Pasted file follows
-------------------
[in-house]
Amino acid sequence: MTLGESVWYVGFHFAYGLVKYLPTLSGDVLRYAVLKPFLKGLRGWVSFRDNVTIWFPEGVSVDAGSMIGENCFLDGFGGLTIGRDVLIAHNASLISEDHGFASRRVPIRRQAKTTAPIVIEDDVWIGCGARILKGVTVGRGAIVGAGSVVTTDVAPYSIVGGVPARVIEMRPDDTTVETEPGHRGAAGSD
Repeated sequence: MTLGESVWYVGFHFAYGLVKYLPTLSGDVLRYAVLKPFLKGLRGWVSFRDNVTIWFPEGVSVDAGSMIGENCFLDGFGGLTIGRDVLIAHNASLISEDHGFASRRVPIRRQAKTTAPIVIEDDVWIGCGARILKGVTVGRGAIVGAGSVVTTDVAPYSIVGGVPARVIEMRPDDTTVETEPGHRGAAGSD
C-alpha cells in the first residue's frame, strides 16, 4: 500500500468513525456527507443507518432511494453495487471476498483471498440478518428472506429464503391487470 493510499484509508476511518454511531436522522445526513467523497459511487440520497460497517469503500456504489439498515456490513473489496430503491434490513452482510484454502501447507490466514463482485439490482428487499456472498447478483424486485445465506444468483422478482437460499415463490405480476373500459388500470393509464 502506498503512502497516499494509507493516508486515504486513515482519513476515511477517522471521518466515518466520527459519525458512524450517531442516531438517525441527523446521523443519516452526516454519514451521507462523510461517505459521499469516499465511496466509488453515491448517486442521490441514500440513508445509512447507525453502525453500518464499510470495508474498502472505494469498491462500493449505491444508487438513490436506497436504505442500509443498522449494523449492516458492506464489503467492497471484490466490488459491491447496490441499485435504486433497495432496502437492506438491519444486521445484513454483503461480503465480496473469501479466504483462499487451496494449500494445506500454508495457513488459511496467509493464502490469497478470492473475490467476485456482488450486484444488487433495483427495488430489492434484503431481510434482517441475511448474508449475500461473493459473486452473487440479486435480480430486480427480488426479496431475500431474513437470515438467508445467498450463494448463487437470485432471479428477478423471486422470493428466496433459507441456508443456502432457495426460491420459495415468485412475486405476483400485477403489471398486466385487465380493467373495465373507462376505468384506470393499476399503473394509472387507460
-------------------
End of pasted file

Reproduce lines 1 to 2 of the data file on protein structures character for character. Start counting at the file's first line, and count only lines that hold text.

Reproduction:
[in-house]
Amino acid sequence: MTLGESVWYVGFHFAYGLVKYLPTLSGDVLRYAVLKPFLKGLRGWVSFRDNVTIWFPEGVSVDAGSMIGENCFLDGFGGLTIGRDVLIAHNASLISEDHGFASRRVPIRRQAKTTAPIVIEDDVWIGCGARILKGVTVGRGAIVGAGSVVTTDVAPYSIVGGVPARVIEMRPDDTTVETEPGHRGAAGSD